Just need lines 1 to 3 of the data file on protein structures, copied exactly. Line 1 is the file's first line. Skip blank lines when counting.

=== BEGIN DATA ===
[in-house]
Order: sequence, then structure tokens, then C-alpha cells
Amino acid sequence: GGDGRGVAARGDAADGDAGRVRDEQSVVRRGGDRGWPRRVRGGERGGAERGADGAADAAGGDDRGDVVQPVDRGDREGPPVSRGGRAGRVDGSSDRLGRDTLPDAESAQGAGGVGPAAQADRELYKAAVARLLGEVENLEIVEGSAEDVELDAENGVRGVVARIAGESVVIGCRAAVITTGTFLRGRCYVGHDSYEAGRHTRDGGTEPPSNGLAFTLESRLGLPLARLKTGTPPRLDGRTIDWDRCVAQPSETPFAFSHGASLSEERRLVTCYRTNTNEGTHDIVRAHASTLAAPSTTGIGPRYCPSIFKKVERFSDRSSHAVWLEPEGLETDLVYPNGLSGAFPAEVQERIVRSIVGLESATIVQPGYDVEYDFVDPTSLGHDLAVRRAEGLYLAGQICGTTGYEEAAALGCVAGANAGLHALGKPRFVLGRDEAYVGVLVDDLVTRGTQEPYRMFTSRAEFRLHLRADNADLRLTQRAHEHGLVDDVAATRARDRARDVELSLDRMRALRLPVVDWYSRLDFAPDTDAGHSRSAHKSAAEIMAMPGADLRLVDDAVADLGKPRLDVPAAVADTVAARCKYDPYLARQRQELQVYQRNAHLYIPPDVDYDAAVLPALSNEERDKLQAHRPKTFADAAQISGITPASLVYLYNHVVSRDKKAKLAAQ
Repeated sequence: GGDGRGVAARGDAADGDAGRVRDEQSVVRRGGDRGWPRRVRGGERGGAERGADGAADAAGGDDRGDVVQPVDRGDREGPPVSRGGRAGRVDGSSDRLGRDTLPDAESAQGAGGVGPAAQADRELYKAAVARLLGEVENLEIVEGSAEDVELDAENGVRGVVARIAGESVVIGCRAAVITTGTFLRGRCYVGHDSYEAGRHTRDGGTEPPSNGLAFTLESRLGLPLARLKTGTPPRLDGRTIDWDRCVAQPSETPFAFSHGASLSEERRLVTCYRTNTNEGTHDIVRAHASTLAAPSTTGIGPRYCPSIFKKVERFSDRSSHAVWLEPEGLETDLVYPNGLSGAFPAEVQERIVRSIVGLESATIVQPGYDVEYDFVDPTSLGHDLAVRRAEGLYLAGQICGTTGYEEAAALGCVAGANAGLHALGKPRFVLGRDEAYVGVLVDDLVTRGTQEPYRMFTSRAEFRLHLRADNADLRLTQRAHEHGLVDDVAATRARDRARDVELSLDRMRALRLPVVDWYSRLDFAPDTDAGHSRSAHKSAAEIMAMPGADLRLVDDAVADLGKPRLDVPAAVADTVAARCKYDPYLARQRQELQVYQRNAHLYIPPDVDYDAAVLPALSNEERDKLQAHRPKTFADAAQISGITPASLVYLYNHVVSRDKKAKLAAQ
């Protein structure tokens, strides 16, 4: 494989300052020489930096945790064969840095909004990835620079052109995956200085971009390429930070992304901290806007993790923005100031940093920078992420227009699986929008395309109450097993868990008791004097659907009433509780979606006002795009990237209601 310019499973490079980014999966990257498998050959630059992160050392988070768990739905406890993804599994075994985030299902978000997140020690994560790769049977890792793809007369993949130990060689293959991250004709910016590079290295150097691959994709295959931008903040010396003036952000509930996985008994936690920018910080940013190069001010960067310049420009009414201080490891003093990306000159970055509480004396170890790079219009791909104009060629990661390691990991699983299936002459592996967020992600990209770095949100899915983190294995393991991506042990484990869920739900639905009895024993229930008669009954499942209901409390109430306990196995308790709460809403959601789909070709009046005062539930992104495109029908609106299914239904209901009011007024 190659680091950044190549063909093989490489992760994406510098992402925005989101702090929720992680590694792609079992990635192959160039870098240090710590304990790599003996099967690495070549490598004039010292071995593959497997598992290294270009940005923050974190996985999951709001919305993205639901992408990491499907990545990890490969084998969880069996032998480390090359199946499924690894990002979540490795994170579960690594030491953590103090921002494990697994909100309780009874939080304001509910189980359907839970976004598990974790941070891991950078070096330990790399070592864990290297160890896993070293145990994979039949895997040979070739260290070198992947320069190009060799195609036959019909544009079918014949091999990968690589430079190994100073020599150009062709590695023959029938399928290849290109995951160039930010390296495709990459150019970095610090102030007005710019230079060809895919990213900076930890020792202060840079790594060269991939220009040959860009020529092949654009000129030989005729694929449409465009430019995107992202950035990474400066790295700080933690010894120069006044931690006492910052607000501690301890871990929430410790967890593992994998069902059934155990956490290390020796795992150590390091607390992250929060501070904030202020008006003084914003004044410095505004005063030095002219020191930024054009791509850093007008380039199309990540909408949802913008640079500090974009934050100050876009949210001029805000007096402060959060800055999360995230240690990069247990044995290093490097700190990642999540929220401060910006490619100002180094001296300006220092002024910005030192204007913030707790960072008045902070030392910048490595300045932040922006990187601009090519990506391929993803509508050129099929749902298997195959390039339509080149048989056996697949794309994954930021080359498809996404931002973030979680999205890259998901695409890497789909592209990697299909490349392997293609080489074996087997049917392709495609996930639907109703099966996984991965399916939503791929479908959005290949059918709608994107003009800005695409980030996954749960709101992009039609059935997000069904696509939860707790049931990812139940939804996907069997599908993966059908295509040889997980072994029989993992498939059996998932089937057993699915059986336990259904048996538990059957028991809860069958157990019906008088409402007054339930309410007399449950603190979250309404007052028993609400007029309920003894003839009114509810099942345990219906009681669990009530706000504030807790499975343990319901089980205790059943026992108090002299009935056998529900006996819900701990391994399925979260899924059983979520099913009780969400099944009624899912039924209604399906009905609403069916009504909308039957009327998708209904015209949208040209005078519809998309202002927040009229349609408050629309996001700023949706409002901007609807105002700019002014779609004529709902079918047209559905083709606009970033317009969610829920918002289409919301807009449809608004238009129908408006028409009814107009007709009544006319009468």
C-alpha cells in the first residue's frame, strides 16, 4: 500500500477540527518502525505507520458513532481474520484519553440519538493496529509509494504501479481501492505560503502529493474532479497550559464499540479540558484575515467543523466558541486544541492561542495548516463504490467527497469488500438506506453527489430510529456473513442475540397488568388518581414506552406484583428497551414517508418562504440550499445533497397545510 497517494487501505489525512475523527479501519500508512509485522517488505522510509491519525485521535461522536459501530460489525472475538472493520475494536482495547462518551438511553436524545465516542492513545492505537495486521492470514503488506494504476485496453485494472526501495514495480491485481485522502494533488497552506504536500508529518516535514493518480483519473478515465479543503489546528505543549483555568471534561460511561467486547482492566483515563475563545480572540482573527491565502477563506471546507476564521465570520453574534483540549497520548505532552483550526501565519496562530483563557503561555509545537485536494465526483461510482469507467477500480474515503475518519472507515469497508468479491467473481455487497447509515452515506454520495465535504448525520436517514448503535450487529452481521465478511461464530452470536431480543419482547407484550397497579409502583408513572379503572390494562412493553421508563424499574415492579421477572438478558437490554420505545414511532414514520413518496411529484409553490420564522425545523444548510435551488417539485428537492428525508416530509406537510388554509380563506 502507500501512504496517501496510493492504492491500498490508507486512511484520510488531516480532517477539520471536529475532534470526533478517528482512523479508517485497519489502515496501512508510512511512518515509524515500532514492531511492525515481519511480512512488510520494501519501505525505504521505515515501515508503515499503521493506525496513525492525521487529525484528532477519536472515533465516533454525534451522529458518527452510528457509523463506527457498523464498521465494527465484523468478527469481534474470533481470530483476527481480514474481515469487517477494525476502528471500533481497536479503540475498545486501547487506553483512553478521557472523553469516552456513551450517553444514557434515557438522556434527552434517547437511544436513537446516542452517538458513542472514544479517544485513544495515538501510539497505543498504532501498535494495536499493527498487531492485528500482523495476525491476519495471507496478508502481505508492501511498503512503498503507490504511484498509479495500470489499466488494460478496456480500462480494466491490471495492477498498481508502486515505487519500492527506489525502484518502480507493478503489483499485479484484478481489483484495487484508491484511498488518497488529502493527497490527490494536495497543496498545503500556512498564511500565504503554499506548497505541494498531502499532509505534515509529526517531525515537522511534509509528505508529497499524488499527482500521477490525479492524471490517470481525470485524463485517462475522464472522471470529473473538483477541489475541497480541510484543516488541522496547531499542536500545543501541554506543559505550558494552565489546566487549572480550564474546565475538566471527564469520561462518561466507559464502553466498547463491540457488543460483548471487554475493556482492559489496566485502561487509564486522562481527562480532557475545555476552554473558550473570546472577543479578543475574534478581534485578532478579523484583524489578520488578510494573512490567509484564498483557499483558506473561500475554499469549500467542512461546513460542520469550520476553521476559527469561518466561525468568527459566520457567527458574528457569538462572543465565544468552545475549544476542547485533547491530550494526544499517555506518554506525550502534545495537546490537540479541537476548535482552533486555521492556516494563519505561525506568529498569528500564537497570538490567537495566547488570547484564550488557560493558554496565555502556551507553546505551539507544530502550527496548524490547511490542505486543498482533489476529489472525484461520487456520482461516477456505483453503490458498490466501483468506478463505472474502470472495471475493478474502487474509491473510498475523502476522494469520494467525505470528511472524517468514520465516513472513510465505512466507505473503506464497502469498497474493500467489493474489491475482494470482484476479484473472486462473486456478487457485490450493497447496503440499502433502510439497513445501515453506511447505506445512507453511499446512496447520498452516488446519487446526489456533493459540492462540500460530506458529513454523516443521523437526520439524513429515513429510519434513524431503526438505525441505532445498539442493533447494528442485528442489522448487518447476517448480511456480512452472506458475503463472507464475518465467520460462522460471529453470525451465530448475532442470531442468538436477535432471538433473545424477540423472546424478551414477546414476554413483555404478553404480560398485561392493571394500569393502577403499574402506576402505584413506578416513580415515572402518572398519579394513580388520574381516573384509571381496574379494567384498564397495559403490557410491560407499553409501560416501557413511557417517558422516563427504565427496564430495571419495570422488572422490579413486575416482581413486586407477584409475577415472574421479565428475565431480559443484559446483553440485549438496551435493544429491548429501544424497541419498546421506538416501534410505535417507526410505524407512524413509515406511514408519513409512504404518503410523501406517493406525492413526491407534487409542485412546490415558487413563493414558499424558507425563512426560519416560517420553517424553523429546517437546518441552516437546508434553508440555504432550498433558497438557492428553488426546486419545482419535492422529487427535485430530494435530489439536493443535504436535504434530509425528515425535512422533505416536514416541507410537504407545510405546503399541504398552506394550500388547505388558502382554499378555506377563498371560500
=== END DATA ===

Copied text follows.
[in-house]
Order: sequence, then structure tokens, then C-alpha cells
Amino acid sequence: GGDGRGVAARGDAADGDAGRVRDEQSVVRRGGDRGWPRRVRGGERGGAERGADGAADAAGGDDRGDVVQPVDRGDREGPPVSRGGRAGRVDGSSDRLGRDTLPDAESAQGAGGVGPAAQADRELYKAAVARLLGEVENLEIVEGSAEDVELDAENGVRGVVARIAGESVVIGCRAAVITTGTFLRGRCYVGHDSYEAGRHTRDGGTEPPSNGLAFTLESRLGLPLARLKTGTPPRLDGRTIDWDRCVAQPSETPFAFSHGASLSEERRLVTCYRTNTNEGTHDIVRAHASTLAAPSTTGIGPRYCPSIFKKVERFSDRSSHAVWLEPEGLETDLVYPNGLSGAFPAEVQERIVRSIVGLESATIVQPGYDVEYDFVDPTSLGHDLAVRRAEGLYLAGQICGTTGYEEAAALGCVAGANAGLHALGKPRFVLGRDEAYVGVLVDDLVTRGTQEPYRMFTSRAEFRLHLRADNADLRLTQRAHEHGLVDDVAATRARDRARDVELSLDRMRALRLPVVDWYSRLDFAPDTDAGHSRSAHKSAAEIMAMPGADLRLVDDAVADLGKPRLDVPAAVADTVAARCKYDPYLARQRQELQVYQRNAHLYIPPDVDYDAAVLPALSNEERDKLQAHRPKTFADAAQISGITPASLVYLYNHVVSRDKKAKLAAQ